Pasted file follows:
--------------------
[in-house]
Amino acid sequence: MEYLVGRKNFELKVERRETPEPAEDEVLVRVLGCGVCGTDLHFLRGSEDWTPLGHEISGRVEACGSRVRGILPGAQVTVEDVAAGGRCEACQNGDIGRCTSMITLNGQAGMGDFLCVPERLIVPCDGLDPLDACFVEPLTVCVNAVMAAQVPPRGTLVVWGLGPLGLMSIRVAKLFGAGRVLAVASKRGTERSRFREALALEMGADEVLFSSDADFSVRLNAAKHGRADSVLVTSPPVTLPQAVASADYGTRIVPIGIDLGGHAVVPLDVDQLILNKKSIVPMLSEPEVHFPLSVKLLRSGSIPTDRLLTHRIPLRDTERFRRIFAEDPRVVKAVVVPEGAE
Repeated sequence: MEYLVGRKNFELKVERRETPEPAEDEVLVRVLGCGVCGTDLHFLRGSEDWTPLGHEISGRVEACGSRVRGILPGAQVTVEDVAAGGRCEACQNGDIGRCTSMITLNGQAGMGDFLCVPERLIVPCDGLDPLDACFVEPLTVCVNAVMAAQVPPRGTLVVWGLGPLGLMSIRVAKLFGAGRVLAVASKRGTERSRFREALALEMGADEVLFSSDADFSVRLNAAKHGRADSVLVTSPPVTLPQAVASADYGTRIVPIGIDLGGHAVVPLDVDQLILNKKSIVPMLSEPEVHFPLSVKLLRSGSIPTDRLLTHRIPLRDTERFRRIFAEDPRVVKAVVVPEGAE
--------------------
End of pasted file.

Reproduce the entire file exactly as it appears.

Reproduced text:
[in-house]
Amino acid sequence: MEYLVGRKNFELKVERRETPEPAEDEVLVRVLGCGVCGTDLHFLRGSEDWTPLGHEISGRVEACGSRVRGILPGAQVTVEDVAAGGRCEACQNGDIGRCTSMITLNGQAGMGDFLCVPERLIVPCDGLDPLDACFVEPLTVCVNAVMAAQVPPRGTLVVWGLGPLGLMSIRVAKLFGAGRVLAVASKRGTERSRFREALALEMGADEVLFSSDADFSVRLNAAKHGRADSVLVTSPPVTLPQAVASADYGTRIVPIGIDLGGHAVVPLDVDQLILNKKSIVPMLSEPEVHFPLSVKLLRSGSIPTDRLLTHRIPLRDTERFRRIFAEDPRVVKAVVVPEGAE
Repeated sequence: MEYLVGRKNFELKVERRETPEPAEDEVLVRVLGCGVCGTDLHFLRGSEDWTPLGHEISGRVEACGSRVRGILPGAQVTVEDVAAGGRCEACQNGDIGRCTSMITLNGQAGMGDFLCVPERLIVPCDGLDPLDACFVEPLTVCVNAVMAAQVPPRGTLVVWGLGPLGLMSIRVAKLFGAGRVLAVASKRGTERSRFREALALEMGADEVLFSSDADFSVRLNAAKHGRADSVLVTSPPVTLPQAVASADYGTRIVPIGIDLGGHAVVPLDVDQLILNKKSIVPMLSEPEVHFPLSVKLLRSGSIPTDRLLTHRIPLRDTERFRRIFAEDPRVVKAVVVPEGAE